FRANCIS J. BECKWITH SAID:
“My point was not to say that an Arian reading of Scripture is superior or equal to the orthodox view. It isn't. What I was saying is that I can see how someone could read Scripture that way and not be irrational in doing so.”
i) No. You made a much stronger claim than that. You said “What Bryan is saying is really uncontroversial: the Arian reading of Scripture is not obviously irrational. It is, of course, heretical. But that does not mean that a fully informed person of good will, with knowledge of the languages, could not have come up with the Arian reading of Scripture” (660).
ii) Moreover, you were coming to Bryan’s defense, and he said, among other things, that “The Arians were able to affirm all the verses that you cite. In addition, Scripture itself does not specify which verses are the hermeneutical standard for interpreting other verses. This is why Scripture alone was not sufficient to resolve the Arian controversy” (654).
iii) On top of that we have Liccione’s statements, such as “What I do hold is that, in the absence of appeal to church authority, there is no way to establish it as de fide rather than merely as one rationally defensible opinion among others. I could generalize the same point to many other theological positions that either have been or are controversial. This is why I am a Catholic not a Protestant. As I read church history, Protestantism of whatever variety has no way, even in principle, to distinguish consistently between propositions that call for the assent of divine faith and propositions expressing plausible opinions which might well turn out to be wrong” (667).
And you left a subsequent comment (677) in which you signaled your agreement with Liccione.
iv) So there’s a common pattern here. You three are trying to play a game of chicken with Evangelicals. You introduce the deity of Christ as a wedge issue or pressure point to leverage our assent to the Magisterium. You then argue that, on the basis of Scripture alone, the Arian interpretation is plausible or rationally defensible such that Scripture alone is inadequate to fend of a heretical Christology like Arianism. You then double-dare the Protestant to choose between the Catholic rule of faith or the Protestant rule of faith. He can only stand by sola Scriptura on pain of admitting Arianism as a valid interpretation of NT Christology.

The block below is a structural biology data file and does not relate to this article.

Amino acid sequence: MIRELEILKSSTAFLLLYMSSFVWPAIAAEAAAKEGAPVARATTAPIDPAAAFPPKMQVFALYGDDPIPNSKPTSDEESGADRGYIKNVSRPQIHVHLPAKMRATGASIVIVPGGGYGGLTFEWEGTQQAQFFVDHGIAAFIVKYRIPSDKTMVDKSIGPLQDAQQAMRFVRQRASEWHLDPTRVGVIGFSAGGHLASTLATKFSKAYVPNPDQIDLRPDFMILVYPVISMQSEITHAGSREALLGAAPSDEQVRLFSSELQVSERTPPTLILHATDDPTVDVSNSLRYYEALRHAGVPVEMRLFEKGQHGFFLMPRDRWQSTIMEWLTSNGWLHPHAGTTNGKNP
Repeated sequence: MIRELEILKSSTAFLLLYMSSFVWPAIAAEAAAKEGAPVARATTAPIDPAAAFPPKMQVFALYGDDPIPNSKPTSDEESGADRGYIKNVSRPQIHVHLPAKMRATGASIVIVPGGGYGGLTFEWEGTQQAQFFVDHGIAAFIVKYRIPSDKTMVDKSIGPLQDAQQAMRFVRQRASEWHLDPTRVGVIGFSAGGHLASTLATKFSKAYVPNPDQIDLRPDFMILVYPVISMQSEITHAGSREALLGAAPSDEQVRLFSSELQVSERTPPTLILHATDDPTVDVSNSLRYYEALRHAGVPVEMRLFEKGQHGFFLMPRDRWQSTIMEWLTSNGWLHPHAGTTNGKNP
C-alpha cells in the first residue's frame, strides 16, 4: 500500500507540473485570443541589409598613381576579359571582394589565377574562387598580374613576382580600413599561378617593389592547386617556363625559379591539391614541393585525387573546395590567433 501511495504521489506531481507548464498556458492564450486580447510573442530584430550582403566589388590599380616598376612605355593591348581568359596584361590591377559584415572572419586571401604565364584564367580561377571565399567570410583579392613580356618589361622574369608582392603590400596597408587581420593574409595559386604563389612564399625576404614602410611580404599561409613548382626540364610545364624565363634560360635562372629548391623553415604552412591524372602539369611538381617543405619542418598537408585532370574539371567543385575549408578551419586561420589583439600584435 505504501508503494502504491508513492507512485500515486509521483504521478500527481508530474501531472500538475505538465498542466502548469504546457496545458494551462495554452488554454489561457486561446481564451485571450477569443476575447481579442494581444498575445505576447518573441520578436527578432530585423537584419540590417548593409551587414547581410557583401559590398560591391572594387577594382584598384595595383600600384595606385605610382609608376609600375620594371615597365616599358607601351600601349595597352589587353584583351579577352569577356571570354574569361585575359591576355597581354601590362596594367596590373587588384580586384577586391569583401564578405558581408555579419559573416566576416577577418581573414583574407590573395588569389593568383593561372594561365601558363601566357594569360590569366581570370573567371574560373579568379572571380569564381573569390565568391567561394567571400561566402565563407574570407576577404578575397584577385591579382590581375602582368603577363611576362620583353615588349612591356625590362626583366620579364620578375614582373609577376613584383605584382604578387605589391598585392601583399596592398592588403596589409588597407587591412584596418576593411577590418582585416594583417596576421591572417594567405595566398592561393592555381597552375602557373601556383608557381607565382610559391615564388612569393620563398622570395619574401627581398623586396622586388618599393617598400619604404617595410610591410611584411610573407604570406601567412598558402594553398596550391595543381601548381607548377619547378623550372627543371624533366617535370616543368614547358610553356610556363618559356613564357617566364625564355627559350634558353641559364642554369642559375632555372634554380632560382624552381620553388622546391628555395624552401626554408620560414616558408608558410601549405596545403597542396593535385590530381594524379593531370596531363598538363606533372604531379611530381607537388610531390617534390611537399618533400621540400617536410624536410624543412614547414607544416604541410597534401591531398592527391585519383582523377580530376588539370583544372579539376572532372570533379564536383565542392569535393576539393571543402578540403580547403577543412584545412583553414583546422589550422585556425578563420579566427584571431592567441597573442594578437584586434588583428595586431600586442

v) That’s the dilemma you’re trying to pose for Protestants. However, there’s a catch. For your argument, if it is a genuine dilemma, cuts both ways inasmuch as it requires the Catholic apologist to make the exegetical case for the Arians. To concede the legitimacy of their reading, within the hermeneutical constraints of sola Scriptura.
Of course, you think that you can blink before your dragster sails over the cliff by invoking the Magisterium as a deus ex machina to override the "plausible" or "rationally defensible" Arian interpretation of Scripture. But before you get to that point you have to form an opportunistic alliance with the Arians and their modern counterparts.
That tactic makes Catholic apologists Jehovah's Witnesses just under the surface. The only thing that restrains you from becoming cult-members is the makeshift barricade of the Magisterium. Like pushing a wardrobe against the bedroom door as a tornado approaches the house.
vi) If you now want to climb down from that self-defeating perch, you’re free to do so. But if you retract that argument, you thereby forfeit your objection to sola Scriptura.
“It is sometimes difficult to do--and I am certainly guilty of having violated this precept throughout my life--but my rule of thumb in reading others is to always read the person in the most charitable way possible. That is, to read the person in a way that suggests a stronger argument than if I read the person in a less than charitable way…So, in the spirit of the principle of charity I suggest above, I assume the mistake was the consequence of hurrying to make a point without being careful.”
Your idea of “charity” is to coax your target into lowering its shields so that you can fire your Romulan disrupters on the unarmed ship. No doubt it would make things easier for you if only your opponents unilaterally disarmed while you fire away with impunity. Well, that’s not going to happen.
You’re not entitled to the benefit of the doubt. We’re under no obligation to be gullible for your benefit.
You’re a stereotypical cage-phase convert/revert. It isn’t enough for you to walk away from Evangelicalism. No, you’ve come back with your matches and gasoline to burn the house down so that no one else will be victimized the same way you were, when you, too, were just another deluded adherent of sola Scriptura.
Fine. That’s your prerogative. And we reserve the right to defend our home.